A Dune Family Tree to Help Explain That Part Two Surprise Reveal

A Dune Family Tree to Help Explain That Part Two Surprise Reveal

Warning: This post contains spoilers for Dune: Part Two.

When Jessica (Rebecca Ferguson) makes the decision to ingest the Water of Life and undergo the ritual of Spice Agony in order to become the Fremen’s new Reverend Mother in Dune: Part Two, now in theaters, she expects to unlock the memories of all of her female ancestors. What she doesn’t anticipate is learning her father is someone she never suspected: the Baron Vladimir Harkonnen (Stellan Skarsgård).

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Paul (Timothée Chalamet), who ends up drinking the Water of Life later in the film, eventually also becomes privy to this information and confronts his mother about it. Director Denis Villeneuve opts not to delve too much into the backstory behind the reveal, but it shouldn’t come as a surprise to those who have read the Dune books.

Frank Herbert’s classic 1965 novel lets readers in on the secret of Jessica’s parentage a little earlier in the story, shortly after Paul and Jessica have escaped into the Arrakis desert in the wake of the Harkonnen and Sardaukar assault on House Atreides. Paul’s younger sister, Alia Atreides, then learns the identity of her grandfather when she is pre-born in Jessica’s womb and, in the book, goes on to kill the Baron. In the movie, Paul is the one to kill him instead.

Read more: How the Ending of Dune: Part Two Sets Up a Third Movie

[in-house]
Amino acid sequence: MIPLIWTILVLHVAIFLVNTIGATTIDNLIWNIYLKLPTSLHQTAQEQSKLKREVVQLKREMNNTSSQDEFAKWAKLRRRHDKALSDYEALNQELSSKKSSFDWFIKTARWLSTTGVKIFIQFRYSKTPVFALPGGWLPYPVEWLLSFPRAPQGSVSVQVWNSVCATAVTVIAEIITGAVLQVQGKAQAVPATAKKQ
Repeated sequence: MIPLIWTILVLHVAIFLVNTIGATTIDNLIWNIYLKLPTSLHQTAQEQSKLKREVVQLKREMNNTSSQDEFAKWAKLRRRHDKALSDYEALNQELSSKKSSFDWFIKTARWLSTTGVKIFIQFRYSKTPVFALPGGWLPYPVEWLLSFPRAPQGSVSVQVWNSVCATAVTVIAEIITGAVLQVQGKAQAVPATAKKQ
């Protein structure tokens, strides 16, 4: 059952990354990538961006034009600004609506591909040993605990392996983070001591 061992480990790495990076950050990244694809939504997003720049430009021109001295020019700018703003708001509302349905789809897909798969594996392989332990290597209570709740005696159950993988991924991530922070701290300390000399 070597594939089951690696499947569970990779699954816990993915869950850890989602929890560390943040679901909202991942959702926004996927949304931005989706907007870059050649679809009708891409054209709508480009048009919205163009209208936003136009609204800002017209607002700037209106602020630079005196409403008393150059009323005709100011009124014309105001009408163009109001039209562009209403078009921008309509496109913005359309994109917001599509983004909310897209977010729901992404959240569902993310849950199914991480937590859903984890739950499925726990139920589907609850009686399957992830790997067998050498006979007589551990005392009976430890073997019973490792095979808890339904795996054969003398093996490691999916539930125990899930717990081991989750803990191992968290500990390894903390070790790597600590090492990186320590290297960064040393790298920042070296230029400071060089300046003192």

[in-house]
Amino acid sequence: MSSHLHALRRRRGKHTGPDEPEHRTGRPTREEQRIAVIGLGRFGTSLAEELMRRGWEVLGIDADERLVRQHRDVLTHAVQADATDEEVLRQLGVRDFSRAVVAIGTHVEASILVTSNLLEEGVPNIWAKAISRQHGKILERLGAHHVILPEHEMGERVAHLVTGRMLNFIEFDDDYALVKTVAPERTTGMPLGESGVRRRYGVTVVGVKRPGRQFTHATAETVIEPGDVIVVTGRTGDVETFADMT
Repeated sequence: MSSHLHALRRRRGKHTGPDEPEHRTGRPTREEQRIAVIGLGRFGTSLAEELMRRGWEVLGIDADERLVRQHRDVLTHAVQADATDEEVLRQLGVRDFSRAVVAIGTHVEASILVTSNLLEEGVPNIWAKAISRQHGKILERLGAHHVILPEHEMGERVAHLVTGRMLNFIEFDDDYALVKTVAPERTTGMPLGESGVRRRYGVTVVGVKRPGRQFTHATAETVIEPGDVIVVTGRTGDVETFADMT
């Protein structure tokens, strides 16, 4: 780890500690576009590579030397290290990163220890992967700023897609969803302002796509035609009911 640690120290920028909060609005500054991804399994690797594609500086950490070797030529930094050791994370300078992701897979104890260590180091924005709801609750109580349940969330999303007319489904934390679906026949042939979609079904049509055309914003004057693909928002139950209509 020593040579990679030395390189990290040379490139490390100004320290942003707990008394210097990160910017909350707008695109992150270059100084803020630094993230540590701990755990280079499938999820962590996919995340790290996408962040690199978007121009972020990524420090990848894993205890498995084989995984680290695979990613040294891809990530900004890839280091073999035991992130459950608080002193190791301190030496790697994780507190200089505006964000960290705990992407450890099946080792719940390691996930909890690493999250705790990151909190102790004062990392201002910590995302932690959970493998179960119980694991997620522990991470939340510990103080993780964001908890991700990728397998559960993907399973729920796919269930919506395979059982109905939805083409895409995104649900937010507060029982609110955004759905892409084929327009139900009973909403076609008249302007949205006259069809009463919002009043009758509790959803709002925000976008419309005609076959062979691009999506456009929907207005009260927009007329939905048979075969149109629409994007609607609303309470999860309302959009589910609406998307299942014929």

In the third Dune novel, Children of Dune, Herbert notes that Jessica’s mother was a Bene Gesserit woman named Tanidia Nerus. However, in the Prelude to Dune prequel trilogy written by Herbert’s son Brian Herbert and Kevin J. Anderson after the author passed away, it’s revealed that Tanidia Nerus was the birth name of Reverend Mother Gaius Helen Mohiam (played in the movies by Charlotte Rampling).

While Brian Herbert and Anderson have said this information was pulled directly from Frank Herbert’s working notes for the original Dune series, there is some disagreement among fans about what is actually canon. For the purposes of the illustration below, we’ve stuck to only what’s included in Frank Herbert’s published work. We’ve also left Princess Irulan’s (Florence Pugh) four younger sisters out of the graphic, as they don’t play a role in the Dune movies.

See TIME’s Dune family tree below.

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